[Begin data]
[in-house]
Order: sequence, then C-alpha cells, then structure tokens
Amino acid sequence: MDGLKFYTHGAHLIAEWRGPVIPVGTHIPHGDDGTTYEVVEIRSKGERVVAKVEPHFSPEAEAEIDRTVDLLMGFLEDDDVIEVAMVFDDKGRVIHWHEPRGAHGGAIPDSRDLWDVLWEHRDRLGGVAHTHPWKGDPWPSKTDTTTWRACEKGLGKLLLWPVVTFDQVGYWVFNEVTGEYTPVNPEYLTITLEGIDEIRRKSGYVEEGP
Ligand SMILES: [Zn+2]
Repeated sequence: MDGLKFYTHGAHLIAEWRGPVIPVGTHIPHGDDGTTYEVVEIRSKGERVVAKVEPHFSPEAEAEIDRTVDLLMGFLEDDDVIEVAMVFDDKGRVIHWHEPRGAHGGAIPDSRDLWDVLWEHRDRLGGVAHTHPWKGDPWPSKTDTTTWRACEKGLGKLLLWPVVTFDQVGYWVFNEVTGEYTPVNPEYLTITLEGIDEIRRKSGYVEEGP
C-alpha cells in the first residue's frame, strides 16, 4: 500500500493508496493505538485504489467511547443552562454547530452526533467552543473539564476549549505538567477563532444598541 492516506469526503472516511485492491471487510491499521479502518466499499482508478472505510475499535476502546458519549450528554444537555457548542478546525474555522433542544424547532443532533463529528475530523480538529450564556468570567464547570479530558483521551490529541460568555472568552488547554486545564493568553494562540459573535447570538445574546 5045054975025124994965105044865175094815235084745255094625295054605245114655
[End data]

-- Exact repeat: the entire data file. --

[in-house]
Order: sequence, then C-alpha cells, then structure tokens
Amino acid sequence: MDGLKFYTHGAHLIAEWRGPVIPVGTHIPHGDDGTTYEVVEIRSKGERVVAKVEPHFSPEAEAEIDRTVDLLMGFLEDDDVIEVAMVFDDKGRVIHWHEPRGAHGGAIPDSRDLWDVLWEHRDRLGGVAHTHPWKGDPWPSKTDTTTWRACEKGLGKLLLWPVVTFDQVGYWVFNEVTGEYTPVNPEYLTITLEGIDEIRRKSGYVEEGP
Ligand SMILES: [Zn+2]
Repeated sequence: MDGLKFYTHGAHLIAEWRGPVIPVGTHIPHGDDGTTYEVVEIRSKGERVVAKVEPHFSPEAEAEIDRTVDLLMGFLEDDDVIEVAMVFDDKGRVIHWHEPRGAHGGAIPDSRDLWDVLWEHRDRLGGVAHTHPWKGDPWPSKTDTTTWRACEKGLGKLLLWPVVTFDQVGYWVFNEVTGEYTPVNPEYLTITLEGIDEIRRKSGYVEEGP
C-alpha cells in the first residue's frame, strides 16, 4: 500500500493508496493505538485504489467511547443552562454547530452526533467552543473539564476549549505538567477563532444598541 492516506469526503472516511485492491471487510491499521479502518466499499482508478472505510475499535476502546458519549450528554444537555457548542478546525474555522433542544424547532443532533463529528475530523480538529450564556468570567464547570479530558483521551490529541460568555472568552488547554486545564493568553494562540459573535447570538445574546 5045054975025124994965105044865175094815235084745255094625295054605245114655